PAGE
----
I'll be honest, China scares me a bit. Maybe more than a bit. It's just so BIG and has so many people and is kind of a mystery to me. My only interactions I've had with native Chinese citizens is mostly limited to my time traveling through Asia. Many times I've come across throngs of Chinese tour groups laden down with the biggest and best photography equipment pushing to get to the very best spots of (insert any major landmark here). Pushing. There is always pushing. I even witnessed one tour group in the airport once rush to a section of four empty immigration lines as if their lives depended on being first, despite the fact that ONLY their own tour group was lining up. I put a great deal of effort into not judging others, and especially not stereotyping a whole race, but these situations made me hesitant to ever put myself in the throngs of China.
However, as most people know, there is China and then there is Hong Kong. Although I don't fully understand the politics of the relationship between the two, I know enough to say that China and Hong Kong are separate entities that have their own governing systems and policies. So when the opportunity came up to do a Professional Development workshop in Hong Kong I was hesitantly excited for my first bite of China.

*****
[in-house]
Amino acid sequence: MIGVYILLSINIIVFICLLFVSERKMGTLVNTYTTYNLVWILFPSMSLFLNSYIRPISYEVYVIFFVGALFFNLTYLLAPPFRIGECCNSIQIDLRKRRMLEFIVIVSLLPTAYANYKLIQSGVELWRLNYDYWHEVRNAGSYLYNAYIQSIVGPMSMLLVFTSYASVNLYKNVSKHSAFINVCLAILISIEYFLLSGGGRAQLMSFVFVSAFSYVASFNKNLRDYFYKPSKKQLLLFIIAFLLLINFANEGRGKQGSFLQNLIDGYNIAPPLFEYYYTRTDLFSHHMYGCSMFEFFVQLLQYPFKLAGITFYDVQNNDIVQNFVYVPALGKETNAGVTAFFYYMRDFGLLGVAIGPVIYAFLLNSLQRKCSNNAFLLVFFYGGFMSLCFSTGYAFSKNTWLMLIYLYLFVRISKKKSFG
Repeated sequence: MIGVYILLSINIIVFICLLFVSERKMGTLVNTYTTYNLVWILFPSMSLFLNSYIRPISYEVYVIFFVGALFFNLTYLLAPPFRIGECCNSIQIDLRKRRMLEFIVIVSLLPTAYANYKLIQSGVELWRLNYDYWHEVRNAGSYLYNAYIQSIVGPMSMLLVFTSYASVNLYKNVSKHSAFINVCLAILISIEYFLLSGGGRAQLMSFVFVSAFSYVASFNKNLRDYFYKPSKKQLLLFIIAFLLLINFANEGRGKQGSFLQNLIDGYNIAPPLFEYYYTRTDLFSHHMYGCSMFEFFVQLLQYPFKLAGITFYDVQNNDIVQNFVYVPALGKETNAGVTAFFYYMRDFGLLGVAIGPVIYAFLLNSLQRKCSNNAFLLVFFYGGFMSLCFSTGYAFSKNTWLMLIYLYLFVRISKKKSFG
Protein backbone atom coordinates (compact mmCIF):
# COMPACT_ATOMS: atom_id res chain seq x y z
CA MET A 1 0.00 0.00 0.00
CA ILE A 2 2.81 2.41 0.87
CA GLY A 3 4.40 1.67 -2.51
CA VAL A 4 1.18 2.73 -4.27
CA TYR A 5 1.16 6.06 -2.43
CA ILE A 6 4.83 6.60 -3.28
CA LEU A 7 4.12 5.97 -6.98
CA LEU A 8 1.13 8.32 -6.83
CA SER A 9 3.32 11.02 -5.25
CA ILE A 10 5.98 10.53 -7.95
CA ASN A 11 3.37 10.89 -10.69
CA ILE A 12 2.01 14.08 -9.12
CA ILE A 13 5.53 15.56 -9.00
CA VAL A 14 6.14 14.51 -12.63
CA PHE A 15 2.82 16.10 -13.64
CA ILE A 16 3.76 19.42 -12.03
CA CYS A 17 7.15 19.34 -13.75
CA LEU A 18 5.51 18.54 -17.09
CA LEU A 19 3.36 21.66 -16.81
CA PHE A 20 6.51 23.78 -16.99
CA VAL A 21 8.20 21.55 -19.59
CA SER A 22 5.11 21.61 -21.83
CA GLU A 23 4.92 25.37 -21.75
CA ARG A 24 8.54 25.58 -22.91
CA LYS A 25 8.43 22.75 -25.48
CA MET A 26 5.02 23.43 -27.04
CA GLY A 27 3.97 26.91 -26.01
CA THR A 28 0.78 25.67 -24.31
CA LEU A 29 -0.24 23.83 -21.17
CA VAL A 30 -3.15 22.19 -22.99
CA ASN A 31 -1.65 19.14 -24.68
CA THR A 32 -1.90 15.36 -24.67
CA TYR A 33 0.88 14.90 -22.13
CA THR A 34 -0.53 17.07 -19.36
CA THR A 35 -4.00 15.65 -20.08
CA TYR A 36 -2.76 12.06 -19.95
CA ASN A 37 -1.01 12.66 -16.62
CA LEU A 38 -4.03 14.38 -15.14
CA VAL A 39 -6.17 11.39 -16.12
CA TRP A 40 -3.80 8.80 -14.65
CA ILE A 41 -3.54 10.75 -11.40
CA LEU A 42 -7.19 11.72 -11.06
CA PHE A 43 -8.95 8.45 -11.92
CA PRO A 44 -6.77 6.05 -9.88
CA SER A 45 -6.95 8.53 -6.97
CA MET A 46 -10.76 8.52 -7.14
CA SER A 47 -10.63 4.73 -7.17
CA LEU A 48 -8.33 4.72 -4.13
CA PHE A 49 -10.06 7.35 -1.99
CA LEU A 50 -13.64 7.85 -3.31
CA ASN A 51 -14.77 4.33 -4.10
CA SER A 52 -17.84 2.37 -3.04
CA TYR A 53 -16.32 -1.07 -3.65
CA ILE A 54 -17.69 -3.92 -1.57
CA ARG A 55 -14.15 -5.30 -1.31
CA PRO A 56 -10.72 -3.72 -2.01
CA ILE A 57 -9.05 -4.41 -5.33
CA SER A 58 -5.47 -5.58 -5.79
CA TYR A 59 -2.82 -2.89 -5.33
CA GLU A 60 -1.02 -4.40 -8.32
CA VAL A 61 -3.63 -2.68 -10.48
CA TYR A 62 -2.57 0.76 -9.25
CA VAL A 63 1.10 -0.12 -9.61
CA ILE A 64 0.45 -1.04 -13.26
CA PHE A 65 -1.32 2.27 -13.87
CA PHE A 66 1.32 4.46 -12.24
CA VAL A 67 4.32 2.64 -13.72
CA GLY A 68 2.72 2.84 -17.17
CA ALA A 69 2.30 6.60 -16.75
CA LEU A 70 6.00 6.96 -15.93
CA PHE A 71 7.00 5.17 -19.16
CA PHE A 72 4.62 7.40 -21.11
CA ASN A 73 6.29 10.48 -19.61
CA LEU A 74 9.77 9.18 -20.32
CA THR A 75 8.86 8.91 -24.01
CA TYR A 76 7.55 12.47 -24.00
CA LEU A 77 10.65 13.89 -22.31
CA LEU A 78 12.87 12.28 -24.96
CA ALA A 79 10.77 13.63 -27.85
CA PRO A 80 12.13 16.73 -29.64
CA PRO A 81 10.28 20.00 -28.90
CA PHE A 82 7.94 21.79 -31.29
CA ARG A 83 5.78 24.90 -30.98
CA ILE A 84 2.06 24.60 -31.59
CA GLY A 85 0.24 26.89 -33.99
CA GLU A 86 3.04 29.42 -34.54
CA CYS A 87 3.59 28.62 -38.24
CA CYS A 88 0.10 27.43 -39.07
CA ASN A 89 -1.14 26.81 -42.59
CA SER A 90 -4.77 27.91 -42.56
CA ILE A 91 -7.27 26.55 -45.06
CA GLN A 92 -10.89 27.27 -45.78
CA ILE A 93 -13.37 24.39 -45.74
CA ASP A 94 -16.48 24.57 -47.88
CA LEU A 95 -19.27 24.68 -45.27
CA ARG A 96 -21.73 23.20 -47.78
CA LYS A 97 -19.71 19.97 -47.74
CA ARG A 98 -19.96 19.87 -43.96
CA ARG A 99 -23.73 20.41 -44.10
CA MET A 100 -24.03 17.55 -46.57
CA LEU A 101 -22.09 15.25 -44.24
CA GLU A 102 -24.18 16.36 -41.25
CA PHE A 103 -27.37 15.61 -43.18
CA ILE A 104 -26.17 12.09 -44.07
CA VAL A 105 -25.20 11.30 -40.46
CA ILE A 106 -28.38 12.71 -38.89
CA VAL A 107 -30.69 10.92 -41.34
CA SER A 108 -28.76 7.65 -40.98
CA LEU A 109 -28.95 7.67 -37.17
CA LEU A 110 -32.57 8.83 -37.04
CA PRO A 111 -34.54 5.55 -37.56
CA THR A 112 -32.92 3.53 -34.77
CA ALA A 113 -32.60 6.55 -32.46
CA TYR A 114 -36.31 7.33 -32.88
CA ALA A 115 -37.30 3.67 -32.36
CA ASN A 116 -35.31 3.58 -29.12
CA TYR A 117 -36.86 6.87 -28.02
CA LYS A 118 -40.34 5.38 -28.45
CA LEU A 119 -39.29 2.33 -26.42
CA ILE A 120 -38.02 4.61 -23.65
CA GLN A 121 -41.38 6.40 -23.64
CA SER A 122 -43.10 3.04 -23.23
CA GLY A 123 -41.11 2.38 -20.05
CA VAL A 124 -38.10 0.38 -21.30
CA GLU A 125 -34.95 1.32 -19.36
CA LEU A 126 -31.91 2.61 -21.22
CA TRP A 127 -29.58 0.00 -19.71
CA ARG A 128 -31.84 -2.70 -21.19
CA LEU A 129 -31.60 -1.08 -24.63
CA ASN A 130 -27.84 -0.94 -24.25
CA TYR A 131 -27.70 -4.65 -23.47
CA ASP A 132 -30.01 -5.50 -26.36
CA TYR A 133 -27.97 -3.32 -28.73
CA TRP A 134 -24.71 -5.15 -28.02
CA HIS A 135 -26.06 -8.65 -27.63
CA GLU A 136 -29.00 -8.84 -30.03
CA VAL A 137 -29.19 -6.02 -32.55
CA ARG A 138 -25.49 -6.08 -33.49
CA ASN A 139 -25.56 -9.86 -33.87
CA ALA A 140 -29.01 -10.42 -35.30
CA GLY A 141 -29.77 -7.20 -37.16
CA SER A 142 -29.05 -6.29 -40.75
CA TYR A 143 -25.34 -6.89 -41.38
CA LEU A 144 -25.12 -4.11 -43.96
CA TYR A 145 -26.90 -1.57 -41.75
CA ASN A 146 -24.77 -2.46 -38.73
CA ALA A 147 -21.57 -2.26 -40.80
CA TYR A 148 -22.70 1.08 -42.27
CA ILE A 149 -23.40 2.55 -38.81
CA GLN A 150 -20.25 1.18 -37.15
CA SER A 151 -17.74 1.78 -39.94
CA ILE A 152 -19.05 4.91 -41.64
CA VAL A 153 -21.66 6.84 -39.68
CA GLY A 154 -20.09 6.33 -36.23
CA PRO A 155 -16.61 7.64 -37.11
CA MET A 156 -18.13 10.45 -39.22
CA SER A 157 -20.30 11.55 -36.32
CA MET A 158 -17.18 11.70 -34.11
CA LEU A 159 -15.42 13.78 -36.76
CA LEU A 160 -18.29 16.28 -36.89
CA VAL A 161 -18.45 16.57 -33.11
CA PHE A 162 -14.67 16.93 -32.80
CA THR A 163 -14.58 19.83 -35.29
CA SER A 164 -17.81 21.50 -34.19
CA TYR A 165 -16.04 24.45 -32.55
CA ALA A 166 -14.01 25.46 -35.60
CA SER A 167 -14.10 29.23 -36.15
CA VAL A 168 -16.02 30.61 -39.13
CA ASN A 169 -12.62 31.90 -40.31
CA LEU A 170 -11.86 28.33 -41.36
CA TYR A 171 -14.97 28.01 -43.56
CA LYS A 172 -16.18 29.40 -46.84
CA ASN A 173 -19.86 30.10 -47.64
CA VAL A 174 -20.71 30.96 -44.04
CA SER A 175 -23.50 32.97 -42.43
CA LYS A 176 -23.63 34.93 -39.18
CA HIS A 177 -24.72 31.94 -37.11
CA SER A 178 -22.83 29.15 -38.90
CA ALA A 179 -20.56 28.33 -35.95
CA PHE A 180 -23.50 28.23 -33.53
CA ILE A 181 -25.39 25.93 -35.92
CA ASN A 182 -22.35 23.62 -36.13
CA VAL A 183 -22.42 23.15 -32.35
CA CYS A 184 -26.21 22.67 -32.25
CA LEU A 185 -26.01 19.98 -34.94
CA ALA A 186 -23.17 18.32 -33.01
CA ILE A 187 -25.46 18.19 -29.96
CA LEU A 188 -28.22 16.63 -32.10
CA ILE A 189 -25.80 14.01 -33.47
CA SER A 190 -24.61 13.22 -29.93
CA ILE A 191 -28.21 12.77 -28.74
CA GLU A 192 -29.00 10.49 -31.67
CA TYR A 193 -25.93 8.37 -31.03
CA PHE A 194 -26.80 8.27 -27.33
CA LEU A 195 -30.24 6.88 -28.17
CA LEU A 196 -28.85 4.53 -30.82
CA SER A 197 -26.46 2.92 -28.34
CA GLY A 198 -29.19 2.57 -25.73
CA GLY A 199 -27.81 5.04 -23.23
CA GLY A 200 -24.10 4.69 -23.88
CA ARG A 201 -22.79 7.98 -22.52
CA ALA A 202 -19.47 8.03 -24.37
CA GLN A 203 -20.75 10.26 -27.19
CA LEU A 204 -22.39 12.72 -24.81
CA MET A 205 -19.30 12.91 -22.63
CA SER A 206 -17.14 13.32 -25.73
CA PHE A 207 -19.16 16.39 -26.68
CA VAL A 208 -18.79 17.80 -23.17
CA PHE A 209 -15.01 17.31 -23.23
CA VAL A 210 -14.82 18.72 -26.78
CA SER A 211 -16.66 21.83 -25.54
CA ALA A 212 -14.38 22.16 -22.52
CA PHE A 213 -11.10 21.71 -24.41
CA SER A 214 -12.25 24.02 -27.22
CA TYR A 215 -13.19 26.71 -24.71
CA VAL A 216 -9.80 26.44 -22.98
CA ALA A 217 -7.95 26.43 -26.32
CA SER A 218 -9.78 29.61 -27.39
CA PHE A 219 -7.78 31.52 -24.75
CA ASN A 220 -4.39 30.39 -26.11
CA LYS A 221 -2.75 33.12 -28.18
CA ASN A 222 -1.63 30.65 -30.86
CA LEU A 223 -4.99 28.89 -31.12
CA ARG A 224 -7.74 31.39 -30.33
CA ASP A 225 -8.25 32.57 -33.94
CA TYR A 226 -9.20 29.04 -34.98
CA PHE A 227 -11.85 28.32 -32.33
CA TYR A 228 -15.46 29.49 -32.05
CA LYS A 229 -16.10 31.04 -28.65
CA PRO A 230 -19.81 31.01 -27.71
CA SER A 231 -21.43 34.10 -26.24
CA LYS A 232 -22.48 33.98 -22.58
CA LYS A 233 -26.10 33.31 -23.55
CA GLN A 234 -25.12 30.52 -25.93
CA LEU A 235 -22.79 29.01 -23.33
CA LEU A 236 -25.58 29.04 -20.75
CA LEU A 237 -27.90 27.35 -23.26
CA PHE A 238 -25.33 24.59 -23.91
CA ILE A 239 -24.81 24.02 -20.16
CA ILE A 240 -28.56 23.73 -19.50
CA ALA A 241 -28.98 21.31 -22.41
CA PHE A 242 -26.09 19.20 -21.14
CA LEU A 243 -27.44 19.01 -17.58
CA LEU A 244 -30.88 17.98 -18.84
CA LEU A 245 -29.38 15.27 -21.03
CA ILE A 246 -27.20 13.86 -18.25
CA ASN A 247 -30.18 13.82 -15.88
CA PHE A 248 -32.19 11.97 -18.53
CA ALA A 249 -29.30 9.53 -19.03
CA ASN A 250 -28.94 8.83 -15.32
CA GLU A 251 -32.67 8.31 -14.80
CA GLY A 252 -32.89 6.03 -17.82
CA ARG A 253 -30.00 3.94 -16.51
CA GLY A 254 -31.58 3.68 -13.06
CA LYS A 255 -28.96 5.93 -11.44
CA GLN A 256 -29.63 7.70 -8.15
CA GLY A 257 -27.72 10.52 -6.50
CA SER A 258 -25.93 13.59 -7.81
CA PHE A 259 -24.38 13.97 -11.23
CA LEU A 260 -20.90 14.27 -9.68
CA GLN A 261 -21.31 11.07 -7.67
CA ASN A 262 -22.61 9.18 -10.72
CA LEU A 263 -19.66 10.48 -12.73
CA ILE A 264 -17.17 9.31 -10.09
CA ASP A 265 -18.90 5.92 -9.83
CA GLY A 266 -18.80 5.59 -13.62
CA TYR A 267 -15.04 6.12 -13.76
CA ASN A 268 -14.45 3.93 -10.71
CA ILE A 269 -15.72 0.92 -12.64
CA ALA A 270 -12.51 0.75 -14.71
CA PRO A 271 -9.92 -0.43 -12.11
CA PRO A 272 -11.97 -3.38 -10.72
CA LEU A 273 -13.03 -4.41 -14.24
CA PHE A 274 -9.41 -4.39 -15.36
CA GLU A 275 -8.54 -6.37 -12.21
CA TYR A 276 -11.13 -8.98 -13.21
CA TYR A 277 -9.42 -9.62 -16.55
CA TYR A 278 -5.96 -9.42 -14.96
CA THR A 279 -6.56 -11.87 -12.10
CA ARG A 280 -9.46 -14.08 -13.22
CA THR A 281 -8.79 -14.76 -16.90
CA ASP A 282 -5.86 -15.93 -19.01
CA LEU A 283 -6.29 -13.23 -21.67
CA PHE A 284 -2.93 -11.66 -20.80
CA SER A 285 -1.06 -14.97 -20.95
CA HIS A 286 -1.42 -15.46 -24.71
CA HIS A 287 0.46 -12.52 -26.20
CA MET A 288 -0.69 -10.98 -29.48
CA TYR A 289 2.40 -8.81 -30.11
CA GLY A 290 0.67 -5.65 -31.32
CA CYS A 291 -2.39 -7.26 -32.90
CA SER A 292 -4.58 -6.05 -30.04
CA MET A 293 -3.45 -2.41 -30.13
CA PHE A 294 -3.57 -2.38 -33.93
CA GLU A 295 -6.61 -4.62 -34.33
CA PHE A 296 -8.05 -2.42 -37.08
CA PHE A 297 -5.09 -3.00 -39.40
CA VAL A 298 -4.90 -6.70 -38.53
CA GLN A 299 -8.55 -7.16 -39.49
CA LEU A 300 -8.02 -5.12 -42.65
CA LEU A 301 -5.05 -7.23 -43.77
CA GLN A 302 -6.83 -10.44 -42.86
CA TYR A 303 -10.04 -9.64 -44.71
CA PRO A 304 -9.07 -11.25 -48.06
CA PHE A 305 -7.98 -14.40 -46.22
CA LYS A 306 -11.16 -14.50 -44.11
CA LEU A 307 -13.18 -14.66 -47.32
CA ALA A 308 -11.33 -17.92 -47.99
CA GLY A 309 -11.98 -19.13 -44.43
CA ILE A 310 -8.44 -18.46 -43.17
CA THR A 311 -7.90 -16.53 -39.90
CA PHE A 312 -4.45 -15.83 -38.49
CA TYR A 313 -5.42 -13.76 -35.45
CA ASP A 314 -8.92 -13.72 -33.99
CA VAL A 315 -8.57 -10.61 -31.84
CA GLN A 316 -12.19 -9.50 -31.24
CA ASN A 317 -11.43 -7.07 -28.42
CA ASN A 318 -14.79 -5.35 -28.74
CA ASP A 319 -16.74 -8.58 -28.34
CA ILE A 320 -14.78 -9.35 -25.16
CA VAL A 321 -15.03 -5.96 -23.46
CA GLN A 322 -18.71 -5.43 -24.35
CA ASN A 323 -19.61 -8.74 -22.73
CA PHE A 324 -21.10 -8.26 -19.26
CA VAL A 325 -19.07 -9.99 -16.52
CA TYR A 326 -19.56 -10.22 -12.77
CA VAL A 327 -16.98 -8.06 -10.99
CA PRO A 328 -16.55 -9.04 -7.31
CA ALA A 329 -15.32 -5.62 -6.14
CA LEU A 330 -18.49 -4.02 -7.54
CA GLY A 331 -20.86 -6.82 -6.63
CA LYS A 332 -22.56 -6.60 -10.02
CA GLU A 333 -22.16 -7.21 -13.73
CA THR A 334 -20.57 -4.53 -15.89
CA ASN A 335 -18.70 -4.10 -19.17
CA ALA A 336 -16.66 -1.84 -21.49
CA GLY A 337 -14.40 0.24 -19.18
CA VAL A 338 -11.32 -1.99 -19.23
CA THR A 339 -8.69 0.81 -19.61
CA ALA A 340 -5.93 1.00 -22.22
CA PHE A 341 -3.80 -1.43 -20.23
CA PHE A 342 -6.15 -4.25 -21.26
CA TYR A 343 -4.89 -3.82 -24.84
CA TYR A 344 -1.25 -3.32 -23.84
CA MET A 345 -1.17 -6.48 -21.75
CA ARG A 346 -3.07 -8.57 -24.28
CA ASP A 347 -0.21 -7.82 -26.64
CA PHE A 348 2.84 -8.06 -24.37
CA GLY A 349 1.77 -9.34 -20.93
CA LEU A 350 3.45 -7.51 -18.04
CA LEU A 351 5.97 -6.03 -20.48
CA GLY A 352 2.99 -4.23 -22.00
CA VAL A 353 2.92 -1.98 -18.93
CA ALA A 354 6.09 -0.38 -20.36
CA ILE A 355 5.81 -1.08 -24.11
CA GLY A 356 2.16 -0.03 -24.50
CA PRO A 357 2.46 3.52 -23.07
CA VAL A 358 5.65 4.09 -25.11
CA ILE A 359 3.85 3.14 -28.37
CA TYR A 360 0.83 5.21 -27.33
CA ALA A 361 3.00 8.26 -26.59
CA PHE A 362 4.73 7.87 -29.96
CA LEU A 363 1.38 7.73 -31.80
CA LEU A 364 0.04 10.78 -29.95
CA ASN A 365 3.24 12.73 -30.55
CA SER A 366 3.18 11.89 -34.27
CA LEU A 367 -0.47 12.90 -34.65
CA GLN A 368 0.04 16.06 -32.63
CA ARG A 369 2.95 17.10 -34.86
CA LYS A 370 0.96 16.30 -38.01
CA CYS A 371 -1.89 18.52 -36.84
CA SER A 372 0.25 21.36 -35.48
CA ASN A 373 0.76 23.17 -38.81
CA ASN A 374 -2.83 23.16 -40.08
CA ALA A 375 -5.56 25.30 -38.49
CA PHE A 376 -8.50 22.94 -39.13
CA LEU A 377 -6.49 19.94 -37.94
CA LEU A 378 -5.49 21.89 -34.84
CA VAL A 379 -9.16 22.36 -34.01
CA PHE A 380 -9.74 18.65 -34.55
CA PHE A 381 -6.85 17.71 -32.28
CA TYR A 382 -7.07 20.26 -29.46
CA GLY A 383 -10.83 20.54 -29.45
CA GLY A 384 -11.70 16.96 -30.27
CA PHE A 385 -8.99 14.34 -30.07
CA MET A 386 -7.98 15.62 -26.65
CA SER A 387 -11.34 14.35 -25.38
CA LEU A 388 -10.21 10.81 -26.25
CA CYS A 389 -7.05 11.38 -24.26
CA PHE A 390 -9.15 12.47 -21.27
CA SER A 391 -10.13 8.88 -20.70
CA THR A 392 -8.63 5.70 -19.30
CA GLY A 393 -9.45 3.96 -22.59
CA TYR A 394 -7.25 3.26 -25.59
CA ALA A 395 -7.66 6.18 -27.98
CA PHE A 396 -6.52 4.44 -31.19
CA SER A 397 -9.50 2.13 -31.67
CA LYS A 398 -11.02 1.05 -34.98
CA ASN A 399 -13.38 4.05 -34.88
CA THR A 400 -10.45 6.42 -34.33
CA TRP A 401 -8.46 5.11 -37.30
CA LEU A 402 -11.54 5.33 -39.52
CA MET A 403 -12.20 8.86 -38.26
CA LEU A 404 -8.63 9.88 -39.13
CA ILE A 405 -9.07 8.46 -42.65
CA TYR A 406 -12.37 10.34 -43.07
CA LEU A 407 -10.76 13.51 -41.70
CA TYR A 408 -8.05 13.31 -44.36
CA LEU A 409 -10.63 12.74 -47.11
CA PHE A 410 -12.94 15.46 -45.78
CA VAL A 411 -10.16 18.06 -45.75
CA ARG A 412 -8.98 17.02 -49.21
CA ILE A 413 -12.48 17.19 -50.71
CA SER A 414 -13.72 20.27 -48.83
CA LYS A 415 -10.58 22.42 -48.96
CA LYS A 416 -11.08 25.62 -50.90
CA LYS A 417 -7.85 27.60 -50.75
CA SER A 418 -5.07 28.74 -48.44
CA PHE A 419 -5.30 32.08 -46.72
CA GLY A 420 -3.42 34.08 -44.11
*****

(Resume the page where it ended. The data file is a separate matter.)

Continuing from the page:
I am happy to say that I not only did not get trampled by crowds, but I managed to have a lovely time in the "Pearl of the Orient." Hong Kong is a HUGE bustling city of 7.3 million people that is known for shopping with it's hundreds of malls. It is popular as a modern Asian city for both expats and locals living fast paced, big city lives.
As always, Kim, myself, and my friend and colleague, Sara, enjoyed wandering the streets, tasting the food, and soaking in the sites. We had Chinese dim sum, noodle dishes, chicken and rice, and so many other street treats. My *hands down* favorite find though was Nan Lian Garden. It is a public park adjacent to the Chin Lin Nunnery, both built in the style of the Tang Dynasty. As I wandered though I couldn't help but closely relate it to a Japanese garden where each and every item within the space is specifically chosen and placed. The walkways wind unevenly through to encourage a slowness and watchfulness in the experience. I had learned about these creations in college and it was a surreal experience to finally be meandering my way through one.
Alisa & Kim
Two expats living, teaching, and eating their way across this beautiful world